Though Amazon has an automated review/feedback function that sends an email to the customer upon purchase (this can be turned off by the customer, incidentally), the best option is to include a short, concise review request at the back of the book. The best book reviewers- including Amazon Top Reviewers- will read through to the end of a book, and, when presented with a direct call to action at the end of their reading experience, tend to want to submit one soon thereafter, which is even better for the review, since the book will be fresh in the reviewer’s mind. A personal email can also be effective, but it may not be practical for all authors in terms of time investment.
Here are a few simple guidelines for writing your review requests:
There are a number of other approaches to getting reviews, most of which will require getting a list of reviewers together well before the book launch, at the very least.
An ARC plan or advance review copy plan in conjunction with a launch review team consists of finding a small group of people who have agreed to review your book- book bloggers, for example-, giving you a bit of a head start. This can’t include payment or a guarantee of a positive review, but if you find the right people and don’t bend any of Amazon’s rules, it can be a great way to come roaring out of the gate. Good candidates can be your regular social media followers, fans of any previous works you may have on email lists, and professionals in the field you’re writing on in the case of non-fiction.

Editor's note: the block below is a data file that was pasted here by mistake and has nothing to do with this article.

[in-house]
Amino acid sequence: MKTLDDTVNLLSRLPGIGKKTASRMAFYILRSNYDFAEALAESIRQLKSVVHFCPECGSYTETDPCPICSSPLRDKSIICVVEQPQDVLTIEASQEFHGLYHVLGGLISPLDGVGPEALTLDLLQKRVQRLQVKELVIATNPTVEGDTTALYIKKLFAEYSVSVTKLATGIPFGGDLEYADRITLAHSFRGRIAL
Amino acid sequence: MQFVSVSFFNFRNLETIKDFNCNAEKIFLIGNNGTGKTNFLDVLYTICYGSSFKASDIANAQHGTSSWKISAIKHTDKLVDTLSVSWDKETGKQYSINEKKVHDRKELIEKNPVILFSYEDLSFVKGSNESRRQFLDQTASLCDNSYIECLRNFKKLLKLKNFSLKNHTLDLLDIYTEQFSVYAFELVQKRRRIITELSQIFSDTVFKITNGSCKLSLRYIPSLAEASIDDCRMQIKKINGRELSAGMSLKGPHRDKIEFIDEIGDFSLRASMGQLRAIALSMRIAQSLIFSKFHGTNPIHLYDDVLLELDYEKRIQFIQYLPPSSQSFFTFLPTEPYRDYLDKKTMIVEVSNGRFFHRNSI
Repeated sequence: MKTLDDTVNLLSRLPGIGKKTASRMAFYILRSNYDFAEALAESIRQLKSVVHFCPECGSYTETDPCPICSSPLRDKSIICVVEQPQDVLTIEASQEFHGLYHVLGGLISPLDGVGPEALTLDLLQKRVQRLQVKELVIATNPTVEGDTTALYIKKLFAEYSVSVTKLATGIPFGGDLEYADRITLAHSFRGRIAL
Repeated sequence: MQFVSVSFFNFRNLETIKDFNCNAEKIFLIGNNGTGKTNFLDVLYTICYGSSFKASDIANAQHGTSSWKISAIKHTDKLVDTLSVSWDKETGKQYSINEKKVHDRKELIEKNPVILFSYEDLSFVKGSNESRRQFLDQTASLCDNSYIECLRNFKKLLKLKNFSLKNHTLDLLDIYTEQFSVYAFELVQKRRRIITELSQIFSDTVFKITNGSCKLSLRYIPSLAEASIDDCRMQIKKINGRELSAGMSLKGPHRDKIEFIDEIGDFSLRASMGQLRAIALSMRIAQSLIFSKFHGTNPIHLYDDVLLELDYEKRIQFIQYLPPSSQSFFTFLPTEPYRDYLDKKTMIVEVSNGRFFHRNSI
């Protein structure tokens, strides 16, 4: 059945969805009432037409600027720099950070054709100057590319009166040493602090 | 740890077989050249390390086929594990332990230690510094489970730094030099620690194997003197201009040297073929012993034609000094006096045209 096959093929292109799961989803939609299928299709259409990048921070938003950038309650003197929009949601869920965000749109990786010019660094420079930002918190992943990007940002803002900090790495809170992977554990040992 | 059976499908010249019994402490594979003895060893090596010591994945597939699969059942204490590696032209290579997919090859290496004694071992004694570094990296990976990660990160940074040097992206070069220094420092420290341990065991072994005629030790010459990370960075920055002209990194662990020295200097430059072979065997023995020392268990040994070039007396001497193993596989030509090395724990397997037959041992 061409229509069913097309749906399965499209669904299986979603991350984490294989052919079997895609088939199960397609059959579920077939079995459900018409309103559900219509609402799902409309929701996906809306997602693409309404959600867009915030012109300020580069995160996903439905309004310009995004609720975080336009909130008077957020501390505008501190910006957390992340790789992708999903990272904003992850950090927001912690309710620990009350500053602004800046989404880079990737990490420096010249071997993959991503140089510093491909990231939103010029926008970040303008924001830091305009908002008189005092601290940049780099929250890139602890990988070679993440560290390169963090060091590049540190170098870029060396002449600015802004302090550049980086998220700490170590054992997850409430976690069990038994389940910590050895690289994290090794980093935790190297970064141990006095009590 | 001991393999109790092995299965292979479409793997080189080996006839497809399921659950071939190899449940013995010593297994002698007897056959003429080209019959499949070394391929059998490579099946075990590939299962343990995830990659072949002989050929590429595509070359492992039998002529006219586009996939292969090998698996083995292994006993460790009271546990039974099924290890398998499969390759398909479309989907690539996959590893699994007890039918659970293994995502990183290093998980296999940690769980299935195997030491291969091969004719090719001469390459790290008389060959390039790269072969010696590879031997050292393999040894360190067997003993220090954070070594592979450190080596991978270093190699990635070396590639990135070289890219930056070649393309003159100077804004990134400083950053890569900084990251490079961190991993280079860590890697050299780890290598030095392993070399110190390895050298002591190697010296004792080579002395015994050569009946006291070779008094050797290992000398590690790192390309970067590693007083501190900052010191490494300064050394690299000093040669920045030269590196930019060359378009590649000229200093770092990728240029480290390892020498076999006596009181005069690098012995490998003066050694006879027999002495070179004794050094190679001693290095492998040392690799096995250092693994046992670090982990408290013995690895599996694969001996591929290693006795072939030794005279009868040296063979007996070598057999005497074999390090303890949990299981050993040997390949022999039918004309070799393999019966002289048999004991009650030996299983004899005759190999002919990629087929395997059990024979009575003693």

Engaging with fans via an author newsletter can foster relationships that can lead to more reviews- audiences love to feel like part of the “team” for an author they like.
Having an active presence on sites like Goodreads will help raise your profile as an author, and that cachet can lead to more readers wanting to engage in your work with reviews- not to mention sales.
What’s the difference between Verified and Unverified book reviews?
A Verified review means that the reviewer’s purchase was an Amazon Verified Purchase- meaning the book was purchased through Amazon without a discount. Such reviews are generally seen as more “legitimate” since they’re proof of an unbiased opinion and reader experience.
Is it considered ethical to solicit Amazon book reviews?
As long the reviewer isn’t a friend or family member who hasn’t read the book, or a person (or bot from a third party) paid to write the review, it’s considered perfectly ethical to request a review from a reader.
Why do Amazon book reviews matter?
Amazon’s search and ranking system is heavily influenced by the number of legitimate reviews a book has, so getting reviews and maintaining a steady stream of them is essential to your book’s visibility to new readers.
STAT: Amazon is the third biggest search engine after Google and Youtube. (source)
STAT: Only about 5-10% of readers on Amazon leave book reviews (source)
STAT: 64% of print book sales online are handled by Amazon (source)